Blue Tower Asset Management 1Q17 – EZCORP and Subprime Auto

Smart Money

Blue Tower Asset Management 1Q17 Letter, April 17, 2017

Relative Weakness in Small-Caps

  • Russell 2000 have market caps between $133 million and $3.9 billion; Russell 2000 returned 2.5% relative to S&P 500 of 6.1%
  • Relative weakness of small cap stocks is the result of tremendous post-election rally that small cap stocks had after the election
  • Post-election bump had was largely due to the belief that US corporate tax reform would be forthcoming
  • Small companies in the US pay a higher effective tax rate than large cap stocks, with the average for Russell 2000 and S&P 500 being 30.6% and 25.8%, respectively
  • As hopes for a rapid tax reform process dim, Russell 2000 stocks have pulled back


  • Over the past year, company has grown loans in the US faster than either of their two major competitors
  • Creation of a new point of sale system for EZPW is a major initiative for the company
    • System will use individual history of each borrower to determine the relative likelihood that the borrower will repay their pawn loan
    • For individuals who are more likely to pay back the loan, can give a larger loan and therefore boost the balance upon which they are collecting interest
    • For the opposite, can give a smaller loan and thereby lower the cost of their merchandise and boost their gross margin
  • Also doing a major refurbishment of their stores due to significant deferred maintenance
  • Important to note several of the senior executives at the company left far larger corporations to work at EZCORP
    • Restricted stock vesting for the management is based on EBITDA and net debt hurdles
    • Incentive period for these hurdles begins starting in September 2017
    • Reasonable to assume that management of the company is front-loading business investments and non-recurring expenses to the months before the incentive period in order to make their future numbers look better
    • Expect the company’s profitability will increase after September and that this improved profitability may be a catalyst towards a higher valuation in 2018

Subprime Auto Meltdown

  • Subprime auto lending space has been under significant pressure so far this year
  • Hit by a perfect storm of several factors: rising interest rates, increased competition between lenders, declining used car prices, and rising defaults by borrowers
  • According to Morgan Stanley, loans given to borrowers with a FICO score of below 550 now make up 32.5% of all subprime auto loans (5 years ago, that number was 5.1%)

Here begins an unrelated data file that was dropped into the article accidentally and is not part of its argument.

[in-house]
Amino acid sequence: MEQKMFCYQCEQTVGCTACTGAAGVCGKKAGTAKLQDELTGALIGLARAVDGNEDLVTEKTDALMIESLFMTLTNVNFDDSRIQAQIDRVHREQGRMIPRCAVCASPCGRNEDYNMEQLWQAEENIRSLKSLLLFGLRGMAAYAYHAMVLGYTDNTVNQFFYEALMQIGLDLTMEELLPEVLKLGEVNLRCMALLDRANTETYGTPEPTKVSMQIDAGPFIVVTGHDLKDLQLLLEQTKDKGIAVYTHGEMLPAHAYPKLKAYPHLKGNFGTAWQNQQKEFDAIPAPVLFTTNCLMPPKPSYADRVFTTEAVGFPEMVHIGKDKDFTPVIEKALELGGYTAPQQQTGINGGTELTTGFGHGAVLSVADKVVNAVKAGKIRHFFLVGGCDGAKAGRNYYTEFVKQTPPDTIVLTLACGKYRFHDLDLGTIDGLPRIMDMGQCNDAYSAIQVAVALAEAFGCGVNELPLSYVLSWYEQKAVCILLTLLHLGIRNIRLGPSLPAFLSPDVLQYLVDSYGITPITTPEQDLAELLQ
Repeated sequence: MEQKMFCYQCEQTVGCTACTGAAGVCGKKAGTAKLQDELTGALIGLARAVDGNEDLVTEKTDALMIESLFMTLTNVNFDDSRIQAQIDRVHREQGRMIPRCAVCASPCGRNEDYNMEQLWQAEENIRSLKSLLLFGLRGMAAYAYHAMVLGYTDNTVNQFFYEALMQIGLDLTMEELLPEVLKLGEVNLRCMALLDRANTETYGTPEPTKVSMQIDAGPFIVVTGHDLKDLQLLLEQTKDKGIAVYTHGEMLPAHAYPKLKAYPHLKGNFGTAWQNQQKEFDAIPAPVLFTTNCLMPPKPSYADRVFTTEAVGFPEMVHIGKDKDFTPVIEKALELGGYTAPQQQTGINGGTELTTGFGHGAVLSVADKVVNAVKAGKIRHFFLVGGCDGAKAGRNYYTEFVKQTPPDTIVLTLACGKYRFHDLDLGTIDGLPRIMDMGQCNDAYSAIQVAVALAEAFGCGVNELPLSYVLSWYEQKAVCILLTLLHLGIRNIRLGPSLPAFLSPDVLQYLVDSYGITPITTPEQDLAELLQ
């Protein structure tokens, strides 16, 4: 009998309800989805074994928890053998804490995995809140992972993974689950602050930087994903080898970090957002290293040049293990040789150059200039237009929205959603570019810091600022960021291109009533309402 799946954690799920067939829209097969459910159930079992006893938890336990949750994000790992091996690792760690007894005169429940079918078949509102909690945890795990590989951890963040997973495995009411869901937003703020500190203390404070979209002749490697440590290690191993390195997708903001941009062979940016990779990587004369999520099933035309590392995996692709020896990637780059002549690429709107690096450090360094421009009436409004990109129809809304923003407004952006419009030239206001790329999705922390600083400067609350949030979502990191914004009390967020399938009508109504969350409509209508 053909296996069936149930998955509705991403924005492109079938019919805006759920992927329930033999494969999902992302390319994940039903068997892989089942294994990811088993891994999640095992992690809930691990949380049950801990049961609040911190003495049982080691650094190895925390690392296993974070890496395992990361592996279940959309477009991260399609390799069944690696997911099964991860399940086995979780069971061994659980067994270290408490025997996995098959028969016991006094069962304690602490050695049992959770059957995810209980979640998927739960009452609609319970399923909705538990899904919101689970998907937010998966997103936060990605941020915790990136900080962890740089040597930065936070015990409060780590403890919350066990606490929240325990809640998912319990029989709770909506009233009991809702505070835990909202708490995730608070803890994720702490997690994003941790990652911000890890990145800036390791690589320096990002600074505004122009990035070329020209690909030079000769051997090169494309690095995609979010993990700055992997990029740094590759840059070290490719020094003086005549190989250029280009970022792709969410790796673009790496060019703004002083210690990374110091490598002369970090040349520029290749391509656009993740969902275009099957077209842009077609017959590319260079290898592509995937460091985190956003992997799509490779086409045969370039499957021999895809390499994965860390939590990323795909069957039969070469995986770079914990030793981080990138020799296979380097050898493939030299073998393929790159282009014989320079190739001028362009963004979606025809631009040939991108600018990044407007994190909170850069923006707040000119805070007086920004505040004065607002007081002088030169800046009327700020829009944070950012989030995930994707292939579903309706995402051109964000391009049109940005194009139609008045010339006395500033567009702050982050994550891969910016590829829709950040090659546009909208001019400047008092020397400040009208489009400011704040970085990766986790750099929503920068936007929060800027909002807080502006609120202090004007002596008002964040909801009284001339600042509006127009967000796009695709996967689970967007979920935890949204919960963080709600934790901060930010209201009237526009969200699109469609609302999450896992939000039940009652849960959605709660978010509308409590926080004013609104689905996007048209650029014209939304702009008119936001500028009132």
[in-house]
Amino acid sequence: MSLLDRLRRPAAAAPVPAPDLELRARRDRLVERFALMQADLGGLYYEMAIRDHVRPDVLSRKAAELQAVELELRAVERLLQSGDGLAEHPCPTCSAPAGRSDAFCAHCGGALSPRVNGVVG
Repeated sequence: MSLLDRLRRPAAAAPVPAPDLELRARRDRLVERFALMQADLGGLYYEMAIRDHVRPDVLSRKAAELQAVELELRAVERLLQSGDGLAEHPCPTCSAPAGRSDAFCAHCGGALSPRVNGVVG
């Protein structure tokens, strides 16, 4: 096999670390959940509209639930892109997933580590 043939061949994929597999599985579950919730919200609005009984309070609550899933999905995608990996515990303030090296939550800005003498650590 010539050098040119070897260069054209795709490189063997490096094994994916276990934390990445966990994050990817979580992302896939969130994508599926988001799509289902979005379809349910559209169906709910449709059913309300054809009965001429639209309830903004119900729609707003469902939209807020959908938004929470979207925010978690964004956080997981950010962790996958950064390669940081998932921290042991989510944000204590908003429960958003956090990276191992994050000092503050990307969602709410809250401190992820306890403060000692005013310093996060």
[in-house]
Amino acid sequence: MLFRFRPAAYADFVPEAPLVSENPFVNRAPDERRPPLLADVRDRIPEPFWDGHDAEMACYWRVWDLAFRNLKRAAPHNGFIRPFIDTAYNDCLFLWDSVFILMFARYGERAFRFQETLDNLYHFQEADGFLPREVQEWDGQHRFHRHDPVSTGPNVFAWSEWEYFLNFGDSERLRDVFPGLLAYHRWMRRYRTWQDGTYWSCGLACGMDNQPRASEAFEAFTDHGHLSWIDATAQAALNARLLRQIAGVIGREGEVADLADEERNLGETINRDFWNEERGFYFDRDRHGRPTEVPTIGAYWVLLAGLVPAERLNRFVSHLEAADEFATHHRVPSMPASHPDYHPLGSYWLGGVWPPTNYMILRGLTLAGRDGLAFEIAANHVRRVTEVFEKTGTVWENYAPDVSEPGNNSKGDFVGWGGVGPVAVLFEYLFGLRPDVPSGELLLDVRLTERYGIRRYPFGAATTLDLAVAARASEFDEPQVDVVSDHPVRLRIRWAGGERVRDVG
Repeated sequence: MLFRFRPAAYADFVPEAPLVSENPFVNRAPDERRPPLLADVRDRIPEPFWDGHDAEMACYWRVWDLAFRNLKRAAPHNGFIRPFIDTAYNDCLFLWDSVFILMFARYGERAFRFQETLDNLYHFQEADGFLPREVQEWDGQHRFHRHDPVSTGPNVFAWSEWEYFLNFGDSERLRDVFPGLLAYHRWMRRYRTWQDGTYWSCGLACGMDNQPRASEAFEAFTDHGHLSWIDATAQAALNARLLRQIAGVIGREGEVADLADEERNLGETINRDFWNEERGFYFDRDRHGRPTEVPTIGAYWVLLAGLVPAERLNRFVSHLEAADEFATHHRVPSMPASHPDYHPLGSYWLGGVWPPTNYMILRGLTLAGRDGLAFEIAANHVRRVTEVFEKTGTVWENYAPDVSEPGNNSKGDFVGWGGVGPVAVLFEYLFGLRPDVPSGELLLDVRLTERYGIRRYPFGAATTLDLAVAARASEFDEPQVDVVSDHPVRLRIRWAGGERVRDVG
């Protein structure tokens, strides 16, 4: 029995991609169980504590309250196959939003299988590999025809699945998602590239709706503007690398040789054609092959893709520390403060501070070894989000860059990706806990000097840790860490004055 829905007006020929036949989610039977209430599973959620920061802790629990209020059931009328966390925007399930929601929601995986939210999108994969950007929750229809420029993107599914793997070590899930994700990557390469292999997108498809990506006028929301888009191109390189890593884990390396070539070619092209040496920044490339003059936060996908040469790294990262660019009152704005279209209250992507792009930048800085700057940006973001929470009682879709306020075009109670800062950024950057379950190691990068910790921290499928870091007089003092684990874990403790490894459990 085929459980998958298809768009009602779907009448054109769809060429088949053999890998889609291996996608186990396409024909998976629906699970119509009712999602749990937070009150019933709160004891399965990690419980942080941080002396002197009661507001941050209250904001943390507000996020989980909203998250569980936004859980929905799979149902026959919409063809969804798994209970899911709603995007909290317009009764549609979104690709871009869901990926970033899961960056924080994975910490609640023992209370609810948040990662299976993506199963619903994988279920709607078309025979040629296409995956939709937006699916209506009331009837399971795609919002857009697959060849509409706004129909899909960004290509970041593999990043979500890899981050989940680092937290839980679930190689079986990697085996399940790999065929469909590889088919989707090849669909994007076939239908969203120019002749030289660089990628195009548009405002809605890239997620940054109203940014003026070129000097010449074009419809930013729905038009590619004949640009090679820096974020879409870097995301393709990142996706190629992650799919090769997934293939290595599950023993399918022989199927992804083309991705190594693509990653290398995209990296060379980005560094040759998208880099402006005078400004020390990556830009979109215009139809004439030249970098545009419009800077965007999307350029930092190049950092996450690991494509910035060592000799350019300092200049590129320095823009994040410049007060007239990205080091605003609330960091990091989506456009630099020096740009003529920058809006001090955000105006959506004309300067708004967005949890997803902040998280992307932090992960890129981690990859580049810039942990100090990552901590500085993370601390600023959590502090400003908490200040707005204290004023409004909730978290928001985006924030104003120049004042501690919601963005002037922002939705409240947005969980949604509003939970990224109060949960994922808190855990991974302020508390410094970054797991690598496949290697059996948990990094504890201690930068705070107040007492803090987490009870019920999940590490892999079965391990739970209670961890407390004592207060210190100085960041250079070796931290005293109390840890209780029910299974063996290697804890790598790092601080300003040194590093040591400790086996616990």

• Have 3 stocks which are in subprime auto lending (NICK, CACC, and CRMT), giving us significant exposure
  • Thesis is that over a multiyear cycle, lenders that have structural advantages in underwriting will outperform their competition
    • Unlike many other lenders, these companies do not securitize their loans and sell them off to third parties, but instead hold them to maturity
  • Because of investor fears over declining fundamentals for the subprime auto sector as a whole, entire sector sold off – creates a value opportunity over the long-term as these quality companies now trading at bargain valuations

Subprime Credit Cycle

  • 4 sequential phases with a repeating cycle
  • High profitability: with tight access to capital and few competitors, lenders are able to negotiate favorable terms with borrowers; ROA is high, financial leverage is lower, and lenders are able to get high net yields and profitability
  • Expanding leverage: new entrants begin to enter the market; capital markets are willing to lend more money at more favorable terms; increased competition causes ROA to fall as borrowers have more options; lenders begin to lever up in order to boost ROE
  • Low profitability: intense competition forces lenders into a choice of surrendering market share or decreasing lending standards; loans are given at lower rates; leverage is increased even more to maintain ROE; fraud and mismanagement increase throughout the sector
  • Decreasing leverage: defaults increase dramatically; loan yields fall below profitable levels; deteriorating loan performance of the industry causes capital markets to tighten; deterioration will often happen at the same time as an overall economic recession which causes capital markets to be tight across the economy in general; lenders are forced to exit the subprime auto market as business is unprofitable and access to capital markets is absent; some lenders go into bankruptcy
  • We are currently in the “Decreasing Leverage” phase and can expect a return to higher profitability soon
  • NICK: increased its book value per share by 9.4% in 2016 even though stock price did not move; currently trading at 0.72x tangible book value, making it tempting for a larger financial company to acquire; business model perhaps would make more sense under the umbrella of larger parent company
  • Magnolia Capital Fund, a hedge fund, has been buying up shares of NICK and currently owns 17% of the company – have no plans to push for management changes or a sale of the company and they are buying up shares due to valuation
Image Source: St. Louis Fed

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